Students have noted that using a familiar story line made the activity fun and searching for clues decreased the stress associated with medication administration. To date, all students have completed the task within the time allotted and reported that the escape room improved their confidence and medication administration skills. Although NCLEX-RN scores for the participants are not yet available, we expect the escape room experience to translate into safe medication administration practices, as well as improved test results upon graduation.
Our medication administration escape room was spotlighted at a recent nursing conference, in which more than 200 nurses and nurse educators participated in the simulation. Nurses told us they valued the opportunity to practice their skills in a nontraditional setting. Nurse educators affirmed the value of using this teaching strategy, and clinical nurse educators identified the applicability of such a model in reinforcing hospital medication administration policies during orientation programs for newly graduated nurses and new hires. Researchers have found that students believe an escape room is a useful and enjoyable learning tool for attaining clinical skills and knowledge.11
There are some drawbacks to using these gaming experiences in education. As previously mentioned, designing escape room scenarios and clues requires considerable time and energy. However, Gómez-Urquiza and colleagues note that this instructional model can be reused in future semesters.11 Because the learning experience is limited to a few participants, adequate faculty and staff are needed to run the escape room simulation multiple times. Optimally, two faculty or staff run each simulation. We use one faculty member and one simulation technician. The faculty member communicates with the students during the prebriefing, simulation, and debriefing, and the simulation technician resets all clues and equipment during the debriefing. Our escape room simulation can be run with one faculty member, but then additional turnover time between groups of students is needed. These staffing challenges, which are common to all small group simulation scenarios, should be weighed when considering this educational modality. Educators should also be aware and sensitive to the potential negative aspects of game-based learning. For example, we fully recognize that safe medication administration is not a game and have taken extra steps to ensure students are serious in their approach to the simulation and demonstrate best practices in performing all aspects of patient care required for this scenario. We also anticipated that the competitive nature of the game would potentially make some students anxious and uncomfortable. We assure students that the learning objective is not to escape the game but to practice and demonstrate the skills associated with safe medication administration.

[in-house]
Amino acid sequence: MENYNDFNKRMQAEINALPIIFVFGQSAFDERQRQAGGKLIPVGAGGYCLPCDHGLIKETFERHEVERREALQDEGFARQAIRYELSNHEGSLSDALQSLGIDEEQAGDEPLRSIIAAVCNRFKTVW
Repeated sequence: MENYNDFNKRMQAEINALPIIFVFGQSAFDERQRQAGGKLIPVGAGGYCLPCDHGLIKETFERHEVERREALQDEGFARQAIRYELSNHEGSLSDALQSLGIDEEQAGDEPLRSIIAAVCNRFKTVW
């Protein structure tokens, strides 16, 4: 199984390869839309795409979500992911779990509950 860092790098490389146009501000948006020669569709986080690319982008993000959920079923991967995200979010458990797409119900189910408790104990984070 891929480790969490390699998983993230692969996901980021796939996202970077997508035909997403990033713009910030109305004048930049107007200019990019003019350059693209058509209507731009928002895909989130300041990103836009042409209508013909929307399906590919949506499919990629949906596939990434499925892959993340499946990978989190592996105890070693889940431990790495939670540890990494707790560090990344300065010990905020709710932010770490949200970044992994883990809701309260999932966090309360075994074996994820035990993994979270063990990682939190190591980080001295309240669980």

Morrell and Ball have reported an overall positive experience for students who participated in their educational escape room, but they noted students were confused and frustrated when attempting to navigate and solve some of the clues.6 They found it necessary to simplify and reduce the number of clues and puzzles in their initial design. These findings highlight the importance of piloting an escape room game before its implementation. By piloting our simulation with senior-level students and making necessary adjustments before the simulation went live, we were able to avert some of the challenges cited by Morrell and Ball.
Escape room activities allow for interactive, immersive learning that can be applied to a variety of clinical scenarios. We are currently developing an interprofessional escape room exercise with physical therapy students, for instance. In this scenario, team members will collaborate to assist a patient who has been admitted with an exacerbation of chronic obstructive pulmonary disease. The team's goal is to help the patient “escape” from the ED to an inpatient unit and, ultimately, telehealth-assisted home care. Such a multiunit scenario could be adapted to a new employee orientation simulation, helping to foster understanding about different departments and services in the hospital and facilitate interprofessional collaboration.